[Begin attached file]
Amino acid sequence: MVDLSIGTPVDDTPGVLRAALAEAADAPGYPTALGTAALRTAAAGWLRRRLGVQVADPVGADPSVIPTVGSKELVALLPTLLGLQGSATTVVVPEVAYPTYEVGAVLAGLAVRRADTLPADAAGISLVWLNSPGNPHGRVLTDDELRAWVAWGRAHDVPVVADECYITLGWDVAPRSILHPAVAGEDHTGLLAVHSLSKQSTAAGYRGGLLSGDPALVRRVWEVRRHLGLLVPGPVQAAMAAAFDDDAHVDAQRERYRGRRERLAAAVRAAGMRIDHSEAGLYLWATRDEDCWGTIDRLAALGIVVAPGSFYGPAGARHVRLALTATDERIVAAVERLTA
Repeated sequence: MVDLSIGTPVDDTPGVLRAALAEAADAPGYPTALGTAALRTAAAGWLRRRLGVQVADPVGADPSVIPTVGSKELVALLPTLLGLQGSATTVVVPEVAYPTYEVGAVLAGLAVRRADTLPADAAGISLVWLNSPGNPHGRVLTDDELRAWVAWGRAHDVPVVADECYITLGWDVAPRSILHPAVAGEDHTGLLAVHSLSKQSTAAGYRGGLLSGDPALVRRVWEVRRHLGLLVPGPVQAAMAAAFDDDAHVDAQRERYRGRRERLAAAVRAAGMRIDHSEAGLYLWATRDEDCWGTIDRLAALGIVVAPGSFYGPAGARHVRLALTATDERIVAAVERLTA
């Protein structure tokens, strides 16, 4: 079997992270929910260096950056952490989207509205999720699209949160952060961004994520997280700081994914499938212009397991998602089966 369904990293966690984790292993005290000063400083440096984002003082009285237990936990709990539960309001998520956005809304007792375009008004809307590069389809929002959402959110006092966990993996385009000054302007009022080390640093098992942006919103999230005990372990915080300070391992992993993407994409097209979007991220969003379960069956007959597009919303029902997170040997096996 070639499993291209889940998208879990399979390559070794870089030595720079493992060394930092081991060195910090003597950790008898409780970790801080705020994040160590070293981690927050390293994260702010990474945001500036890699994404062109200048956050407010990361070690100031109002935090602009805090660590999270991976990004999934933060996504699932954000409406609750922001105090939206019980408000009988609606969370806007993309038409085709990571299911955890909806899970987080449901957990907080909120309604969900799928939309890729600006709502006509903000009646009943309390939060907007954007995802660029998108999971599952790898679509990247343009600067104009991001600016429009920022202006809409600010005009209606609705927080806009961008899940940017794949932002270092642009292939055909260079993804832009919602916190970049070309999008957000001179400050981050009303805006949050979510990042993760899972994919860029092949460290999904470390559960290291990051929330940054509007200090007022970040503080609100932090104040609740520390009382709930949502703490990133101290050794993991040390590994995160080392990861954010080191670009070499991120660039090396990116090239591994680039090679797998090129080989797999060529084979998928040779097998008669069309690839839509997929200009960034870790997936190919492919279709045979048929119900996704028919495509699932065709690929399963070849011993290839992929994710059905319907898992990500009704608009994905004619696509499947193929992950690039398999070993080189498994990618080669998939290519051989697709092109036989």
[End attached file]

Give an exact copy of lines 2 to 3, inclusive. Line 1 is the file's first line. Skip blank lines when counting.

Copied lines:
Repeated sequence: MVDLSIGTPVDDTPGVLRAALAEAADAPGYPTALGTAALRTAAAGWLRRRLGVQVADPVGADPSVIPTVGSKELVALLPTLLGLQGSATTVVVPEVAYPTYEVGAVLAGLAVRRADTLPADAAGISLVWLNSPGNPHGRVLTDDELRAWVAWGRAHDVPVVADECYITLGWDVAPRSILHPAVAGEDHTGLLAVHSLSKQSTAAGYRGGLLSGDPALVRRVWEVRRHLGLLVPGPVQAAMAAAFDDDAHVDAQRERYRGRRERLAAAVRAAGMRIDHSEAGLYLWATRDEDCWGTIDRLAALGIVVAPGSFYGPAGARHVRLALTATDERIVAAVERLTA
């Protein structure tokens, strides 16, 4: 079997992270929910260096950056952490989207509205999720699209949160952060961004994520997280700081994914499938212009397991998602089966 369904990293966690984790292993005290000063400083440096984002003082009285237990936990709990539960309001998520956005809304007792375009008004809307590069389809929002959402959110006092966990993996385009000054302007009022080390640093098992942006919103999230005990372990915080300070391992992993993407994409097209979007991220969003379960069956007959597009919303029902997170040997096996 070639499993291209889940998208879990399979390559070794870089030595720079493992060394930092081991060195910090003597950790008898409780970790801080705020994040160590070293981690927050390293994260702010990474945001500036890699994404062109200048956050407010990361070690100031109002935090602009805090660590999270991976990004999934933060996504699932954000409406609750922001105090939206019980408000009988609606969370806007993309038409085709990571299911955890909806899970987080449901957990907080909120309604969900799928939309890729600006709502006509903000009646009943309390939060907007954007995802660029998108999971599952790898679509990247343009600067104009991001600016429009920022202006809409600010005009209606609705927080806009961008899940940017794949932002270092642009292939055909260079993804832009919602916190970049070309999008957000001179400050981050009303805006949050979510990042993760899972994919860029092949460290999904470390559960290291990051929330940054509007200090007022970040503080609100932090104040609740520390009382709930949502703490990133101290050794993991040390590994995160080392990861954010080191670009070499991120660039090396990116090239591994680039090679797998090129080989797999060529084979998928040779097998008669069309690839839509997929200009960034870790997936190919492919279709045979048929119900996704028919495509699932065709690929399963070849011993290839992929994710059905319907898992990500009704608009994905004619696509499947193929992950690039398999070993080189498994990618080669998939290519051989697709092109036989």